A few months ago, I had run across Shapeways, a company that will 3D print your models for you, and I really wanted to try something out with them.  This seemed like a first very easy project to learn Blender and 3D printing!

I still have so, so, so much to learn about 3D modeling, so this post isn’t a tutorial.  Instead, I will be referring to other tutorials and tools that helped me out along the way:

Learning Blender
I downloaded Blender for free from  I watched a few tutorial videos to start to learn the software.  The tutorial that applied most to what I wanted to do the most was “Modelling with Curves” by BlenderNerd.

I did what the “Modelling with Curves” illustrated.  I made a 2D image of what I wanted and then set that as the background to my grid.  My 2D image was based off the Public Domain International Breastfeeding Symbol by Matt Daigle. I had to make some modifications to connect the Mom’s head to her body.

The International Symbol for Breastfeeding

Then I was able to use Bezier Curves to build my object.

Screenshot of Bezier Curve
Using a Background Image, I Traced My Charm In Bezier Curves

I extruded it to give it volume and voila– my breastfeeding charm!

Breastfeeding Charm - Extruding Curve
Extruded Bezier Curve

Now, I specifically wanted to learn Blender and 3D modeling.  If you do not, Shapeways has a 2D to 3D Print Creator to make the model for you.

Locket Size
I had the medium silver locket which is roughly the size of a nickel.  I decided I wanted to keep my charm no larger than 17mm x 17mm.  I was also going to aim to have it no more than 4mm deep. I decided to treat one Blender Unit as 1mm and I scaled my object appropriately.

Converting to a Mesh
When I was satisfied with my curve, I converted it to a mesh. The command was Object->Convert To->Mesh From Curve/Meta/Surf/Text.

Breastfeeding Charm - Converting Curve to Mesh
Converting to Mesh

3D Printing Toolbox
To help me achieve my end goal of 3D printing, I downloaded the 3D Printing Toolbox for Blender.  This helped me out quite a bit by highlighting trouble spots in my model, specifically Non-Manifold Edges and where my walls were too thin.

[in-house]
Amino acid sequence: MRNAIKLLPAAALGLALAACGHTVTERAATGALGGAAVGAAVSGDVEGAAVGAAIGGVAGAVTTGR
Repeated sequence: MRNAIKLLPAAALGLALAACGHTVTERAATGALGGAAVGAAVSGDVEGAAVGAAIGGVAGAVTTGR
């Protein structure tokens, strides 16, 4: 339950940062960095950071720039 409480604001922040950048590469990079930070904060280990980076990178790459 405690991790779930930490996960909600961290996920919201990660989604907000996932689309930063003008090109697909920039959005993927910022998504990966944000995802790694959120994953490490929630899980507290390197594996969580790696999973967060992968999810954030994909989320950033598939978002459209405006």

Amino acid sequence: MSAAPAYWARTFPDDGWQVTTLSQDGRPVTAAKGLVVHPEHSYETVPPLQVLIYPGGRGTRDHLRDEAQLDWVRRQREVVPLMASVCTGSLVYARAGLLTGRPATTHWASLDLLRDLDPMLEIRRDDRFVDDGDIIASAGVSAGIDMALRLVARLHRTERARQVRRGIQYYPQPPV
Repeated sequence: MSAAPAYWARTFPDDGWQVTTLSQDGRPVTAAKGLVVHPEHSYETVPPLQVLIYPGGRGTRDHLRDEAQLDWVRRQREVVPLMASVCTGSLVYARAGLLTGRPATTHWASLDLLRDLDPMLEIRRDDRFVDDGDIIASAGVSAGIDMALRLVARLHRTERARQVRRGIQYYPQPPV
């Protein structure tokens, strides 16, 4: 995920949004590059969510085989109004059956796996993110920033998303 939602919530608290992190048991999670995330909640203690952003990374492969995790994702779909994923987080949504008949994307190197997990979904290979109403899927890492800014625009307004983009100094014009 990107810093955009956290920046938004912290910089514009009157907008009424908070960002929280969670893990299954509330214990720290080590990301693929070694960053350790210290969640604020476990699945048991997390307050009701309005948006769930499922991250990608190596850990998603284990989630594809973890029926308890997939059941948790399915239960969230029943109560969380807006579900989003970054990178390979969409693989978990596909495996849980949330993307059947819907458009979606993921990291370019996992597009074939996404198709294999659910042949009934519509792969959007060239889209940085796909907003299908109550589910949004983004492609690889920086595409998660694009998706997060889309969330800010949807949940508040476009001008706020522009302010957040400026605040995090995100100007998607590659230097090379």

3D Print Toolkit Checking
The 3D Printing Toolbox Telling Me What’s Wrong

Non-Manifold— Wha?????
Almost immediately, I found out that tons of my edges were non-manifold.  I didn’t know what the hell that was, but I knew it was bad.  I did some Googling.  Non-manifold meant it was an edge that did not connect to two faces.  But… but…but… looking at my model, all those edges looked like they were connecting to two faces.

Looks can be deceiving!  It turns out, I had vertices over vertices.  So those faces along the side of my curve, they weren’t connecting to my breastfeeding curve at all.

Non Manifold Edges - Vertices Over Vertices
Oooh… My Faces Aren’t Actually Connected! No Wonder!

What I did to fix it was just delete the duplicate vertices (which deleted my side faces) and then created new faces with the correct vertices that were hidden below my bad faces.

Made New Faces
Making New Faces

A big hat tip to the “Fixing Non-Manifold Models” tutorial over at Shapeways.  Specifically, the video under “Open objects: coincident edges” was an excellent illustration of what my models issue was.

Thin Walls
I also had an issue with thin walls.  The Shapeways Material Comparison Sheet tells you the different specifications for each type of material.  Sterling silver, for example, requires walls that are 0.6mm apart.  The plastics, which I wanted to print my initial model on because it was cheap, required 0.7mm.  The hole that made up the baby’s head…. well, it was too close to the wall that outlined the baby’s body.

Uh Oh Thin Faces
Uh Oh… Those Yellow Faces Are Too Close Together. They are a “Thin Wall”

I did some rescaling of my object and moving of the baby’s head to fix the issue (which I got to learn the Border Select for).

Export to STL and Upload to Shapeways
Once I had my Non-Manifold Edges and my Thin Faces eradicated, following the “Preparing Blender Files for 3D Printing” tutorial from Shapeways, I rotated my model 90 degrees along the X-axis and exported it to STL file.  The 3D Printing Toolbox in Blender was warning me about “Overhanging Faces”, but that did not hinder my model from being accepted by Shapeways.

Thanks to all the tutorials and research, my model file returned no errors on its initial upload.  If I knew that, I may have named my model file something other than “breastfeeding-first-shapeways-submission”.  🙂  I was expecting multiple iterations and a lot of trial and error.

I ordered a version in Hot Pink Strong & Flexible Plastic and a version in Alumide.  Because my models were so small, they were very economical – just a couple of dollars! I expected once I saw my prototypes I would order one in the more expensive silver, but I have found myself satisfied with the plastic versions.